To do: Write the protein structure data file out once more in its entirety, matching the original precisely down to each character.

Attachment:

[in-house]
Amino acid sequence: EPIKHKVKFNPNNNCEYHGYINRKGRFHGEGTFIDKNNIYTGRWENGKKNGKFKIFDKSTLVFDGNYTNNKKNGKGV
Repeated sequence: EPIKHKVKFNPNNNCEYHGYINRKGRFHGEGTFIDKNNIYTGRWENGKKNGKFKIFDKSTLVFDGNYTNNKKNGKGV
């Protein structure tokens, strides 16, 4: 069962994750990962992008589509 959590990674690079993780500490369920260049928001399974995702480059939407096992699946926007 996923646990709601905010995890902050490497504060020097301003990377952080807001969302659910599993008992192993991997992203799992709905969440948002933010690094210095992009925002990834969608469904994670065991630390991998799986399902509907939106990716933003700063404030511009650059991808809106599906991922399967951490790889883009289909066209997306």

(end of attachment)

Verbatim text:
[in-house]
Amino acid sequence: EPIKHKVKFNPNNNCEYHGYINRKGRFHGEGTFIDKNNIYTGRWENGKKNGKFKIFDKSTLVFDGNYTNNKKNGKGV
Repeated sequence: EPIKHKVKFNPNNNCEYHGYINRKGRFHGEGTFIDKNNIYTGRWENGKKNGKFKIFDKSTLVFDGNYTNNKKNGKGV
């Protein structure tokens, strides 16, 4: 069962994750990962992008589509 959590990674690079993780500490369920260049928001399974995702480059939407096992699946926007 996923646990709601905010995890902050490497504060020097301003990377952080807001969302659910599993008992192993991997992203799992709905969440948002933010690094210095992009925002990834969608469904994670065991630390991998799986399902509907939106990716933003700063404030511009650059991808809106599906991922399967951490790889883009289909066209997306």